A professor at the Department of Pathology at Kwame Nkrumah University of Science and Technology, Prof. Paul Poku Sampane Ossei, has disclosed that a study conducted indicates children who consume crops or drinks from galamsey-polluted environments absorb a dangerous 90% of heavy metals, significantly higher than the 15% assimilated by adults.
Speaking to Citi News during a stakeholders’ workshop in Tarkwa on Artisanal and Small Scale Mining and the Impact of Chemicals in artisanal gold recovery, Prof. Paul Poku Sampane Ossei urged an end to the use of mercury in artisanal small-scale mining, emphasizing its harmful impact on the brain and cognitive function.
“We have to try as much as possible to reduce or even end the use of these heavy metals because if the bio-accumulation gets into our body, it causes problems for us. They cause problems for us if they get into the air or the food chain. For instance, cassava or any other food that we eat, where they have these heavy metals, can cause problems. Especially children who assimilate as much as 90% of these heavy metals that they ingest into their system. Unlike adults who absorb only about 15% of what they ingest, but in Children, that is where the problem is because it can affect their brain or cognitive function,” he warned.
Apart from the threat to children’s cognitive function due to heavy metal pollution from small-scale mining, Prof. Ossei, who also heads the Forensic Unit of KNUST and Komfo Anokye Teaching Hospital, highlighted other diseases resulting from such galamsey-induced pollutants.
“Kidney diseases are one, and then we have also tuberculosis due to the dust that comes with it. Again, lung and liver diseases as well as brain diseases are all part of the effects of heavy metals from chemicals that are being used to extract gold,” he added.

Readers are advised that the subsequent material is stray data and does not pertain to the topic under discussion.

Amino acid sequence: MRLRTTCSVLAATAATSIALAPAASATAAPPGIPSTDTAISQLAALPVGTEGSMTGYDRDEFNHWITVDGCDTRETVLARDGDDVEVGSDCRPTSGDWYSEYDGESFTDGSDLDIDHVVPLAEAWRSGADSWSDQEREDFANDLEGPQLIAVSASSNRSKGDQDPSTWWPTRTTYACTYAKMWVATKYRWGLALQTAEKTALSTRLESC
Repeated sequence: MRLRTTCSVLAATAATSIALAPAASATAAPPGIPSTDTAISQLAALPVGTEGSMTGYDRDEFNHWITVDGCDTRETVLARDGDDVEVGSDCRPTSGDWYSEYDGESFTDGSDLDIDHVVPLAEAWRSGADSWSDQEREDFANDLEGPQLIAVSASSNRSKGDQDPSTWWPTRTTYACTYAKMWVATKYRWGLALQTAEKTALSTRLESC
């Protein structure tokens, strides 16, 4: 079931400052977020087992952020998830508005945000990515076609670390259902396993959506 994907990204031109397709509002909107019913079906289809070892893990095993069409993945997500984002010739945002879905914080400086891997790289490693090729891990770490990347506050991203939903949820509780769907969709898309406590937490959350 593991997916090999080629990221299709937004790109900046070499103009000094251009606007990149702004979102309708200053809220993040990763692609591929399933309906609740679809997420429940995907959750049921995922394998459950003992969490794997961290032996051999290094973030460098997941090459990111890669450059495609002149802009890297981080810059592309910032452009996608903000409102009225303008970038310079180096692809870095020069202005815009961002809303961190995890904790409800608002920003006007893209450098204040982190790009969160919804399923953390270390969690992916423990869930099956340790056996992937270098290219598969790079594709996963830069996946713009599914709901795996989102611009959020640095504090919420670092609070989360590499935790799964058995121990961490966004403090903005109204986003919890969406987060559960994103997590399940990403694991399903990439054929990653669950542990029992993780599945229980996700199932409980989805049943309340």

The Chief Executive of Commodity Monitor, Stephen Yeaboah, who facilitated the workshop for the small-scale miners, advocated for the adoption of mercury-free gold processing technology like the Kacha as a better option.
“The Gold Kacha technology presents a unique opportunity for small-scale miners to change the way they work. For a very long time, they have been producing less gold, and even worse, polluting the environment as well as intoxicating themselves. So this machine with a Crasher and a Miller and what we term the gold Kacha is here to help. One good thing is that this machine works faster, recovers more gold, and doesn’t allow the use of mercury. So they have a mercury-free way of recovering more gold in a better way. This is critical because we are all at risk from the pollution of water bodies and destruction of the forest; therefore, this is the best way we can work to ensure that we can produce gold without destroying the environment,” he advised.
Meanwhile, the PRO for Small Scale Miners in Tarkwa Centre, Napoleon Tandoh, while welcoming the mercury-free gold processor, said miners need funding support to switch from the mercury pollution methods of gold processing.
On his part, MCE for Tarkwa Nsuaem, Benjamin Kesse, praised Commodity Monitor for its effort to build the capacity of small-scale miners to improve their recovery but more importantly operate in an environmentally friendly manner.